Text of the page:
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Water is the foundation of life

Drop of water

In many hydroponic books and teachings there is the overlying premise that water, along with added nutrients and minerals in the flowing water source, is the necessary catalyst for effective and efficient growing. Water, for the most part, is often perceived as relatively pure, which I suppose is a reasonable starting point. However, in the real world this is often not the case, and the management of your water will have a major impact on the health of your plants.

9641599_GWith recent news dominated by the devastating water crisis in Flint, Michigan, many are still left to wonder, how could this happen? Flint’s water disaster started back in April 2014, when an unelected state official switched the city’s main water supply from Lake Huron to the Flint River to save money. This ill-fated move has corroded Flint’s aging pipelines and exposed the city’s 102,000 residents to the potentially crippling effects of lead poisoning.

This recent catastrophic disaster stresses just how important water quality is to life and to your hydroponic growing system. Just as the Flint situation has caused harm and fear to an entire population, do not let poor water quality affect your entire population of plants. Tap water, well water, stream water, and rain water all have the potential for problems.

Here are some really quick and easy water management tips from Tony Renzulli, Head Grower at Growers Supply CEA Learning Center in Connecticut.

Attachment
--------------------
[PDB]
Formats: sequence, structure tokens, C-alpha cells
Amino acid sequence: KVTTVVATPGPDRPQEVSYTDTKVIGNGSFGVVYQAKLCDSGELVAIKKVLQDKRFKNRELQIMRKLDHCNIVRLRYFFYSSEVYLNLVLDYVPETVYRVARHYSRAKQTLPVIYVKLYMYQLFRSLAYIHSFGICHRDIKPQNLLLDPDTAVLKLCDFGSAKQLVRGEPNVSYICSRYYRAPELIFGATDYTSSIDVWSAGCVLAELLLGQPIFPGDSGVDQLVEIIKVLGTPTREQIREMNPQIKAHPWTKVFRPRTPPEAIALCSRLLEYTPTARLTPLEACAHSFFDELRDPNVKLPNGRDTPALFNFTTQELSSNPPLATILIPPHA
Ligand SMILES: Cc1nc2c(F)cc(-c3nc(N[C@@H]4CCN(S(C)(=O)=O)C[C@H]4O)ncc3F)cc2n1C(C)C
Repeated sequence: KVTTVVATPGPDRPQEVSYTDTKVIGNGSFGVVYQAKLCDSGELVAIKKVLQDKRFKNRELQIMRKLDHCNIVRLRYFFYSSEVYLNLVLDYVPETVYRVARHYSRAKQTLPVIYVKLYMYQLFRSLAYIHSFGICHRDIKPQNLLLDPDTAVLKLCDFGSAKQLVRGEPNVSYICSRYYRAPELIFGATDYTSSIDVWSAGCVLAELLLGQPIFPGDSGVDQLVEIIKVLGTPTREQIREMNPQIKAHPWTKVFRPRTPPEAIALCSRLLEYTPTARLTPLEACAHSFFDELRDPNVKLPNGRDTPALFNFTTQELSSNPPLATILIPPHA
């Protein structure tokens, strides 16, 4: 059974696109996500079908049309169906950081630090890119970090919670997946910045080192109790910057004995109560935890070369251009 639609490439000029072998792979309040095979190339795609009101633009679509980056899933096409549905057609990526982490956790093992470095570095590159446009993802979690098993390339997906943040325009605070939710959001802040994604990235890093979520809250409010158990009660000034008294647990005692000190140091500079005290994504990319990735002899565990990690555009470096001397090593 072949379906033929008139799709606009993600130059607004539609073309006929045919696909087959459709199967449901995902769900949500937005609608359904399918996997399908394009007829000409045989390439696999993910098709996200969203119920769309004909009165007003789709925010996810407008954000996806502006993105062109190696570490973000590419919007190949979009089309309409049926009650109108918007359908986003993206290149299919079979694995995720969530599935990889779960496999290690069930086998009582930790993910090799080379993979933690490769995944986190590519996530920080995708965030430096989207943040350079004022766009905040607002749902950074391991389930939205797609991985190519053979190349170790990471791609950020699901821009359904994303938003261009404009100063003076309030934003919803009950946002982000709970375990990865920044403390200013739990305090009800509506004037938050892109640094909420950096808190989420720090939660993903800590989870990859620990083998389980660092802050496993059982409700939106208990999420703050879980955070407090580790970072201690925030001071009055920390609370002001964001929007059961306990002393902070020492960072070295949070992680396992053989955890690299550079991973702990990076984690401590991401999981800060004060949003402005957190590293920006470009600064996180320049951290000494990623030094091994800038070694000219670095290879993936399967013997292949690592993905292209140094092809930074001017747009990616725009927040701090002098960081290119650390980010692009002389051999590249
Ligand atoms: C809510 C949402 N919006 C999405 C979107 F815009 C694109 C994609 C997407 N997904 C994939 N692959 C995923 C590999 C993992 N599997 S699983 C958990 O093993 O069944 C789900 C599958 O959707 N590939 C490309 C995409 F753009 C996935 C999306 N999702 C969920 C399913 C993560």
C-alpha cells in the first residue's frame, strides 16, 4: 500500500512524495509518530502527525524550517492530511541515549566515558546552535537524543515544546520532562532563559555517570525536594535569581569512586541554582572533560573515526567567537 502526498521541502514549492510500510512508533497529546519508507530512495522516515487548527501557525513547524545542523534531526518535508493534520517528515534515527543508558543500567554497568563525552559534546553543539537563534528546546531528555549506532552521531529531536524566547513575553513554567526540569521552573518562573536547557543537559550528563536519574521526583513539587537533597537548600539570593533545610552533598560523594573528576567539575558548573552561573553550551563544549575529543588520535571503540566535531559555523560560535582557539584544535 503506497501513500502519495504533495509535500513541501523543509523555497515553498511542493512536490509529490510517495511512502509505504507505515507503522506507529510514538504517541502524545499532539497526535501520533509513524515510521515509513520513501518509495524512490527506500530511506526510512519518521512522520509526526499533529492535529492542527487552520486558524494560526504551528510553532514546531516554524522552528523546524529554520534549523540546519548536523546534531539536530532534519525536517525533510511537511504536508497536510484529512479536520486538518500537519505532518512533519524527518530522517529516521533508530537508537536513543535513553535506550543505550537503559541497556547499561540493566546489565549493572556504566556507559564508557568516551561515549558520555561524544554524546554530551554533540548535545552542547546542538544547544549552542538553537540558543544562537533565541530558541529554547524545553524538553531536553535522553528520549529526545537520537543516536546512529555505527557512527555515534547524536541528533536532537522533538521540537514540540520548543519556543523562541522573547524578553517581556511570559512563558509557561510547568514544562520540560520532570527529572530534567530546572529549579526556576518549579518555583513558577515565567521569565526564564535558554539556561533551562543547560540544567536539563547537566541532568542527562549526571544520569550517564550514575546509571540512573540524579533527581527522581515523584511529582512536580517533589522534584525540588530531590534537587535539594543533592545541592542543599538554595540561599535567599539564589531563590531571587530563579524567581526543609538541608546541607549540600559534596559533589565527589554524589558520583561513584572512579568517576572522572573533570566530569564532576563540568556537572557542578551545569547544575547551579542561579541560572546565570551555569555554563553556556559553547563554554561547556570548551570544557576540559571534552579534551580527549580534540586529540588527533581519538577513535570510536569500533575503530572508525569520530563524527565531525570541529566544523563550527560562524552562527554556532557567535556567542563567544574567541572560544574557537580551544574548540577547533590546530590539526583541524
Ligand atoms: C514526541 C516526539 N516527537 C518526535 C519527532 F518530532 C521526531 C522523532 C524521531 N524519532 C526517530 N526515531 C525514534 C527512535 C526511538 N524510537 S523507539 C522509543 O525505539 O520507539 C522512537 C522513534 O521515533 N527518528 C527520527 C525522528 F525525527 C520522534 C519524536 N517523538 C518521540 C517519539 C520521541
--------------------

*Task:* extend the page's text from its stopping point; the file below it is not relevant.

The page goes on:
1) Start with a water test – it’s one of the single most important things to do in order to understand the proper amount of nutrients you need to add.

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2) Monitor your water temperature – the warmer the water, the greater risk that the water will be unable to hold the proper amount of oxygen.

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3) Monitor your dissolved oxygen content

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4) Monitor your pH and EC on a daily basis – the maximum amount of nutrients are available to your plants within the range of 5.5 pH -7 pH.

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5) Keep it clean – ideally you should be changing out water and cleaning your system every 3 to 4 weeks, even more in times of high stress.

cleaning water

Last and most importantly, watch your plants, as they will be key indicators that something is wrong with your water. If you notice there are stress problems with your entire crop, this will most likely be indicative of a water- related issue. If however, you see patch areas of stress, then this might be more symptomatic of a biological issue.

Remember – success with hydroponics is dependent on quality water. The water quality will determine the plant’s ability to overcome disease and stress. Nutrients and additives are only as good as the foundation they start with. Grow it better with good water!

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